Smith & Wesson M&P9 M2.0: A 3 Minute Review – It’s always interesting when a manufacturer comes out with an upgraded weapon of the same name, and Smith & Wesson has a few in my collection already. In fact, I already had the original M&P, so I was excited to see what they improved on.
One upgrade was the stainless steel barrel because they actually extended how much of the frame is steel. Not only does it look a little more solid, but it feels great in my hands. It also helps to absorb what little recoil there is when shooting.
As with every gun, I put 100 rounds through the Smith & Wesson M&P9 M2.0 and had no jams or misfires. Something I’ve always respected from Smith & Wesson is that they have a lifetime policy for service and the 2.0 comes with a limited lifetime warranty, but I’ve never had a problem with their weapons.
My widest grouping at the range was 3” at 25 yards, which isn’t bad, and it just got smaller with closer targets. I was pretty happy with the results, especially because the grip on the 2.0 is an area where I definitely felt the improvement.
The upgraded M&P has a textured grip for better control when I was practicing double-taps and it never felt like it was slipping. In fact, I don’t even think it shifted when I was firing. If you like to customize, it comes with 4 grip inserts to adjust the grip size for smaller or bigger hands.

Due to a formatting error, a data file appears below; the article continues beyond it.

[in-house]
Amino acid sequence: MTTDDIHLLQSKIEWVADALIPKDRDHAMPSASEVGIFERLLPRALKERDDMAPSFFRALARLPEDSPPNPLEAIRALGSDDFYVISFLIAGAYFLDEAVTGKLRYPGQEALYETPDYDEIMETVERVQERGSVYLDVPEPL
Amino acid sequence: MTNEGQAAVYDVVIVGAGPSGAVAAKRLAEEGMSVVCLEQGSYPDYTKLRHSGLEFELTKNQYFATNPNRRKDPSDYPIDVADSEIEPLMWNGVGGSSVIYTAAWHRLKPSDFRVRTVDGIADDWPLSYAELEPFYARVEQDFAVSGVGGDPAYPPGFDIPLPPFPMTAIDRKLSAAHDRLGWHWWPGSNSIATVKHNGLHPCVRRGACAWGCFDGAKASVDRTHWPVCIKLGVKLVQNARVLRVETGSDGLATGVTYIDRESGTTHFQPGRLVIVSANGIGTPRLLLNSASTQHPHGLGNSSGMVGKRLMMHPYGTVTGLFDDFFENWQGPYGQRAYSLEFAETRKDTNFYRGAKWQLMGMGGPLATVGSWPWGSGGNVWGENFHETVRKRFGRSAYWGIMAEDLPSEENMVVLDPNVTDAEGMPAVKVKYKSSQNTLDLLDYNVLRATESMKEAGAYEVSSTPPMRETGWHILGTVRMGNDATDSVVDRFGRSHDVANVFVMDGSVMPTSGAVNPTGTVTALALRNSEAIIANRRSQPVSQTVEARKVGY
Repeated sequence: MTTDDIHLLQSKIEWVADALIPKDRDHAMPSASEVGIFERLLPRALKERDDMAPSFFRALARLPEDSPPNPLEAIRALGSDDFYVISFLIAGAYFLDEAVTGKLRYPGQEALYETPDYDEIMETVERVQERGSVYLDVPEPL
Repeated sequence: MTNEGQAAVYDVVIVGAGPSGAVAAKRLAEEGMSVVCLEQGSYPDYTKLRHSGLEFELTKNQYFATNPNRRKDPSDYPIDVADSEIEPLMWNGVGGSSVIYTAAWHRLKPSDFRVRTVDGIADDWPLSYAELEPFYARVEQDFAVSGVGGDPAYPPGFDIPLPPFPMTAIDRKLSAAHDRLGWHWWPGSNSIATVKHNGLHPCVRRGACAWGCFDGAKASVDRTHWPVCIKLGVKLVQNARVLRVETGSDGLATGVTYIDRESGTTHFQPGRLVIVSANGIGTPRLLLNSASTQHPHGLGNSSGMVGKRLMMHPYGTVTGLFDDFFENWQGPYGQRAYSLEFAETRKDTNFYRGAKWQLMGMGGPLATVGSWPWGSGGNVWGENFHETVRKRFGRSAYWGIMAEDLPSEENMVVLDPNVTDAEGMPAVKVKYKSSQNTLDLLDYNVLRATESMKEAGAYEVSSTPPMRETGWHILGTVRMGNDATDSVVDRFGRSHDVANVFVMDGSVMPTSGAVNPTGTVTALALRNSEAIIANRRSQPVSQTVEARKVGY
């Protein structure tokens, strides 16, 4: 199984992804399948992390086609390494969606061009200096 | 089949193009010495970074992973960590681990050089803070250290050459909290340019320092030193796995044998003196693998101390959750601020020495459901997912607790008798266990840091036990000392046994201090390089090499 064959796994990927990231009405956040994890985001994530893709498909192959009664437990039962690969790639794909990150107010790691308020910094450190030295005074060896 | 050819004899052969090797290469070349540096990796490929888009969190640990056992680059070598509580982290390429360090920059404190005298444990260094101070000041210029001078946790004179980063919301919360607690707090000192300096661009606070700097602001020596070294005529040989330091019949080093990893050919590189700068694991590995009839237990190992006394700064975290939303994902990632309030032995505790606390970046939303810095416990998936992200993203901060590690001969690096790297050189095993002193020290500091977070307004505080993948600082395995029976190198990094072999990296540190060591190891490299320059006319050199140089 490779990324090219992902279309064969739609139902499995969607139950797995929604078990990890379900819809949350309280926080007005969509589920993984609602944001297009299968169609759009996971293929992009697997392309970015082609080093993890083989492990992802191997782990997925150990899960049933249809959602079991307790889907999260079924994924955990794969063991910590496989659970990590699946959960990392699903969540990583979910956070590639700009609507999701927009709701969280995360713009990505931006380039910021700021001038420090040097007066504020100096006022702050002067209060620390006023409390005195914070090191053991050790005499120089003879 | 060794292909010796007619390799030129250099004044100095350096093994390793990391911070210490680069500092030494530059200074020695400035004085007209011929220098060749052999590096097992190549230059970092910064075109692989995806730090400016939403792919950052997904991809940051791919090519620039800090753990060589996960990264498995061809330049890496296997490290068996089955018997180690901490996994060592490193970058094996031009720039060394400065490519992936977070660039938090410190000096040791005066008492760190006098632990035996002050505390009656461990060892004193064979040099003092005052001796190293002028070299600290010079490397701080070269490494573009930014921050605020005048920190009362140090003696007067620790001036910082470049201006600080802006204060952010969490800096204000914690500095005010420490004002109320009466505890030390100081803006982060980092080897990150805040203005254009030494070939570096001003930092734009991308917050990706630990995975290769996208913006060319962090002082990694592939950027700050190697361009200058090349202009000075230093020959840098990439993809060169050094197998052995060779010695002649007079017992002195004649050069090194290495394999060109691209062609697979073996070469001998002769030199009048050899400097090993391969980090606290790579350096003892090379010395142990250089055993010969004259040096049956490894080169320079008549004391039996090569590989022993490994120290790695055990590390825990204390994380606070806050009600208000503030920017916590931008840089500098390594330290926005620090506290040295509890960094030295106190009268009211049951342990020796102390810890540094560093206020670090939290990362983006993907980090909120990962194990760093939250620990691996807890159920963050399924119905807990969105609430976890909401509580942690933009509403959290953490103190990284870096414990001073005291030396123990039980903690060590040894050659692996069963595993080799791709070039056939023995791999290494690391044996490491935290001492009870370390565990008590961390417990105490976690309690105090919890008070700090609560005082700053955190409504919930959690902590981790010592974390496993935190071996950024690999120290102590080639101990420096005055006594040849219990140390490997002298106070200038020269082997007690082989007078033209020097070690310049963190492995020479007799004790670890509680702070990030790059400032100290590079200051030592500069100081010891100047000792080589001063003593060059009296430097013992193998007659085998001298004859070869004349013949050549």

I should note that the better grip has a few pins that make cleaning the 2.0 a little tougher, but the disassembling just took practice. What didn’t take practice was the reload, which was flawless with an ambidextrous magazine release.
The M&P 2.0 comes with 2 17-round magazines, so it can carry a total of 18 9mm rounds in the single-stack clip. That meant I only had to reload them a few times at the range, which was nice. I also loved that it used any M&P magazines, so I was also able to use the ones from the original pistol.
As far as the shooting, it felt really smooth with the double-action trigger. There were about 5 pounds of trigger tension and it had a solid reset after each shot. Between the improved trigger system and the textured grip, it didn’t jump much so 2- and 3-round bursts were easy.
The 2.0 has an ambidextrous safety as well, so it would work great for a lefty shooter. Of course, weighing only a pound and a half, I’m pretty sure anyone could hit their target at the range without much difficulty.
For $600 new, or less on sale, you should absolutely consider upgrading or adding it to your collection. You’d pay twice as much for guns like it, so it’s well worth the price! The overall size was a little bigger than most of my concealed carry pistols, but I’d trust the Smith & Wesson M&P9 M2.0 in any self-defense or target situation.
Richard Douglas writes on firearms, defense, and security issues. He is the founder and editor of Scopes Field, and a columnist at the National Interest, 1945, Daily Caller, and other publications.